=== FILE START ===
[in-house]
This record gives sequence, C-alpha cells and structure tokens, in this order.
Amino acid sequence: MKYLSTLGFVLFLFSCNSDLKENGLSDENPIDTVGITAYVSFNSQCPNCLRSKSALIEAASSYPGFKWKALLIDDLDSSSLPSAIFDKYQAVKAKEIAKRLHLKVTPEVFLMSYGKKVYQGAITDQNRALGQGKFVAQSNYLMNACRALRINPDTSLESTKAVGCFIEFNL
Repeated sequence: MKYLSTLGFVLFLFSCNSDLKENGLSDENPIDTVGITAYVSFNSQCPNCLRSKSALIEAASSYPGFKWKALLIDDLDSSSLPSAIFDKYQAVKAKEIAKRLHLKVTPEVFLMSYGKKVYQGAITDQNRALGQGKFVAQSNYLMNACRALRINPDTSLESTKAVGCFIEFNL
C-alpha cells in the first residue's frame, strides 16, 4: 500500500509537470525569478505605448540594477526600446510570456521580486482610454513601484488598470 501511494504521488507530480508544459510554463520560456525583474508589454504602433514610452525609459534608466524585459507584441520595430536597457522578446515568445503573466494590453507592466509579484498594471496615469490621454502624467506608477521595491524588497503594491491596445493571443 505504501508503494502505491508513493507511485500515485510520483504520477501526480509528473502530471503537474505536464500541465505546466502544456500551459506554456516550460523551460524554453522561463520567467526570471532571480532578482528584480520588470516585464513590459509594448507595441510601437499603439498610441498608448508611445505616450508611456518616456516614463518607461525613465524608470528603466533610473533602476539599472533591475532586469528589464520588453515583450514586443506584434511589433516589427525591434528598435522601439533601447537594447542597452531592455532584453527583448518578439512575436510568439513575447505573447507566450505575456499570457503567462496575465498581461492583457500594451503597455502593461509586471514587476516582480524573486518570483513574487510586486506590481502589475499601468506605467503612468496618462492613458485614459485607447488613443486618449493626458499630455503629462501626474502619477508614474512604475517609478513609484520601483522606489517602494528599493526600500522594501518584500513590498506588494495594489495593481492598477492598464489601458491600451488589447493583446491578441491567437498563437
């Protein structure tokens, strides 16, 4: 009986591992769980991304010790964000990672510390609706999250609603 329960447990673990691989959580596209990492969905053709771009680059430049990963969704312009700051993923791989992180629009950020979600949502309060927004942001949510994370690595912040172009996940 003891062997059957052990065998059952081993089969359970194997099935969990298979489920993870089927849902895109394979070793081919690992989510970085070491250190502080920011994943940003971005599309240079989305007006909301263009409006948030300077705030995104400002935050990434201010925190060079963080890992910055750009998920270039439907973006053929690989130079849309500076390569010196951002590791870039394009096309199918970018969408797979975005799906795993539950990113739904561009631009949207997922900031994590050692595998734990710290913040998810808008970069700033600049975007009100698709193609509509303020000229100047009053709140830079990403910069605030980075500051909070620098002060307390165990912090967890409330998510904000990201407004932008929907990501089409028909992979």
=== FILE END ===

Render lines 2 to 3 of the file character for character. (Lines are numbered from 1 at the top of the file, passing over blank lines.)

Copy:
This record gives sequence, C-alpha cells and structure tokens, in this order.
Amino acid sequence: MKYLSTLGFVLFLFSCNSDLKENGLSDENPIDTVGITAYVSFNSQCPNCLRSKSALIEAASSYPGFKWKALLIDDLDSSSLPSAIFDKYQAVKAKEIAKRLHLKVTPEVFLMSYGKKVYQGAITDQNRALGQGKFVAQSNYLMNACRALRINPDTSLESTKAVGCFIEFNL